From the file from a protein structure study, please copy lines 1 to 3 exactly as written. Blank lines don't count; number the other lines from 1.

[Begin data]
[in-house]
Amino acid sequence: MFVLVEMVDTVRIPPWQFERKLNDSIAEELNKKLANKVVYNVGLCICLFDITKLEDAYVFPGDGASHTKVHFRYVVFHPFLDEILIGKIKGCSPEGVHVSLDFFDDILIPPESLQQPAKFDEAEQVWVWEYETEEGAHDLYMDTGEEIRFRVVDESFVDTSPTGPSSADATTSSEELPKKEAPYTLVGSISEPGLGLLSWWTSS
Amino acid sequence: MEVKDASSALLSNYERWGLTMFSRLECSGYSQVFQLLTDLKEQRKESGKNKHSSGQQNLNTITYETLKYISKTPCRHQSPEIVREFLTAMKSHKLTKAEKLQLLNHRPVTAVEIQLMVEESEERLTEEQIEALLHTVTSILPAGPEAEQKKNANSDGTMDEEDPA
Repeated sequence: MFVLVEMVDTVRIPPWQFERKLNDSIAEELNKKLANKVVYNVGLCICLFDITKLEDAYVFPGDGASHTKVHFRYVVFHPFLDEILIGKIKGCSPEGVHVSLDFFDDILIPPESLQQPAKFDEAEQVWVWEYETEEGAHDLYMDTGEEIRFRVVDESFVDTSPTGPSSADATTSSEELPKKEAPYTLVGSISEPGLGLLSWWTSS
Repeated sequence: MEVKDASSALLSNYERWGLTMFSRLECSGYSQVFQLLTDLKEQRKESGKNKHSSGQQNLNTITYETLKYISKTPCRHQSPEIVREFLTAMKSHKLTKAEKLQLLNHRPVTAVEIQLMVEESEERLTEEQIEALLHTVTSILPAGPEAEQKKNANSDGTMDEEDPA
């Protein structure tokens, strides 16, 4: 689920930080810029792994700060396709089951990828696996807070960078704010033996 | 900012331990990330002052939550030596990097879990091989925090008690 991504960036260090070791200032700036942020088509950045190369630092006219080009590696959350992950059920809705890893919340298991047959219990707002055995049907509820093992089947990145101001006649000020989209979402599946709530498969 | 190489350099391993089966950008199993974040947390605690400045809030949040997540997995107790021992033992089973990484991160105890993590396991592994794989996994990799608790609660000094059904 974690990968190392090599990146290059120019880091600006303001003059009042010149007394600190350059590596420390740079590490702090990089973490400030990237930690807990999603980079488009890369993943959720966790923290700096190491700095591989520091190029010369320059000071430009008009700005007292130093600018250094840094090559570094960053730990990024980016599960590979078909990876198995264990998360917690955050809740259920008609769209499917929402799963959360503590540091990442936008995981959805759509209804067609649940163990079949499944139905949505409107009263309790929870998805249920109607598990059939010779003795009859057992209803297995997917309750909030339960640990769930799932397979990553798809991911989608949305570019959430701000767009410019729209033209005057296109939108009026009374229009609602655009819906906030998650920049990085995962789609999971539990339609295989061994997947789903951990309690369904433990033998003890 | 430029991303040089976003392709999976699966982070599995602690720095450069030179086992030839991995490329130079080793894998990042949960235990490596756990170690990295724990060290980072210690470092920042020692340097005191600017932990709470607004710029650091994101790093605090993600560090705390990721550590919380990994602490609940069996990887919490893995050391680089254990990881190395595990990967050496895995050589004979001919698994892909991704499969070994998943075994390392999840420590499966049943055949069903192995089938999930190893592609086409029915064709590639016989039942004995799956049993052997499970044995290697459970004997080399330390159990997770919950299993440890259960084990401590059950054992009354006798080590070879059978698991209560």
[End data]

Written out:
[in-house]
Amino acid sequence: MFVLVEMVDTVRIPPWQFERKLNDSIAEELNKKLANKVVYNVGLCICLFDITKLEDAYVFPGDGASHTKVHFRYVVFHPFLDEILIGKIKGCSPEGVHVSLDFFDDILIPPESLQQPAKFDEAEQVWVWEYETEEGAHDLYMDTGEEIRFRVVDESFVDTSPTGPSSADATTSSEELPKKEAPYTLVGSISEPGLGLLSWWTSS
Amino acid sequence: MEVKDASSALLSNYERWGLTMFSRLECSGYSQVFQLLTDLKEQRKESGKNKHSSGQQNLNTITYETLKYISKTPCRHQSPEIVREFLTAMKSHKLTKAEKLQLLNHRPVTAVEIQLMVEESEERLTEEQIEALLHTVTSILPAGPEAEQKKNANSDGTMDEEDPA